The Generation Home Agreement is our version of a deed of trust.

It is a legal document to protect everyone's financial interests when you're buying, owning and selling together.

What is a deed of trust?

A deed of trust is something you’ll come across when you’re buying a property with someone else, or with the support of someone else.

It’s a legal document, sometimes referred to as a declaration of trust, which records the financial arrangements between everyone who has a financial interest in the property.

Why is it important to consider the legal side of things?

Buying a home is likely the biggest financial commitment of your life.

If you’re buying with a partner, family or friend, you are unlikely to be contributing identical amounts to the deposit. You may not be contributing the same amount to your monthly mortgage payments either.

It's a good idea to put down in a legal document who gets what when the house is sold or someone wants to be bought out. By setting out how much each person has put in and what should happen in any eventuality, you should (hopefully) avoid disagreements in the future.

Everyone's initial ownership in the property is marked at the outset (who owns what). When it comes time to sell, the deed of trust determines how sale proceeds are distributed.

What makes the Generation Home Agreement different?

If you like the idea of having individual shares in the property (tenants in common), Generation Home offers a unique feature.

Your individual shares in the property can reflect your individual contributions towards the deposit and mortgage repayments. This ownership structure doesn't have to be fixed, but can dynamically change over time.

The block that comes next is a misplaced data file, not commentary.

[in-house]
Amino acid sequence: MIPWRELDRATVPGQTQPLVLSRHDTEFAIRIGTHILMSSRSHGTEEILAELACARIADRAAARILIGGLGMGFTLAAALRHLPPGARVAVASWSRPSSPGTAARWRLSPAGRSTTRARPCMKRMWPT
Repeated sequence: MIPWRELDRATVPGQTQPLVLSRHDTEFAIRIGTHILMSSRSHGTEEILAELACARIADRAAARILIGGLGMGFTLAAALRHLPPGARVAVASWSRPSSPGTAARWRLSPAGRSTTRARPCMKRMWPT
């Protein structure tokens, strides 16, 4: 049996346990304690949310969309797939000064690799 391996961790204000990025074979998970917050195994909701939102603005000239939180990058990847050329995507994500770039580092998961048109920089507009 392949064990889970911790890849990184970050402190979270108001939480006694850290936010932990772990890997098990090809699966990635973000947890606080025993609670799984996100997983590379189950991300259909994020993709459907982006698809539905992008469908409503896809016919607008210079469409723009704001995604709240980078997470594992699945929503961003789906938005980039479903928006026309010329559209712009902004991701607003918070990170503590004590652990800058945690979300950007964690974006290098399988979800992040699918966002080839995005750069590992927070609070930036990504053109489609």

Your financial situation may change, who pays what towards the mortgage may change, and you can have your ownership change in line with this.

If you're buying as a group, the Generation Home Agreement allows you to maintain individual ownership shares.

How do you track who pays what and, therefore, who owns what?

To track who has paid what, we require that everyone set up a Direct Debit so that they're paying from their personal bank account (rather than a joint account).

Making individual payments makes it clear who has contributed what, avoiding potential disputes in the future or the need for complicated spreadsheets.

How much will this cost?

The legal and accounting structure is free for Generation Home customers.

What does this mean for Income Boosters?

If you have an Income Booster on your mortgage they are able to contribute to the mortgage payments now or in the future.

If they do make contributions, and would like to gain equity, rather than gifting the payments to the owners, a Generation Home Agreement will need to be signed.

Can I repay my Income Booster?

Yes. If your Income Booster makes payments towards your mortgage, you can pay them back and reduce their equity stake in the property.

If the Booster wishes, they can gift some or all of their equity stake to the owners of the property.

Next steps

Speak with a member of the Generation Home team to learn more. Remember that your solicitor is there to advise you on your most suitable ownership structure.

To read more about the different ways that you can own your home, click here.

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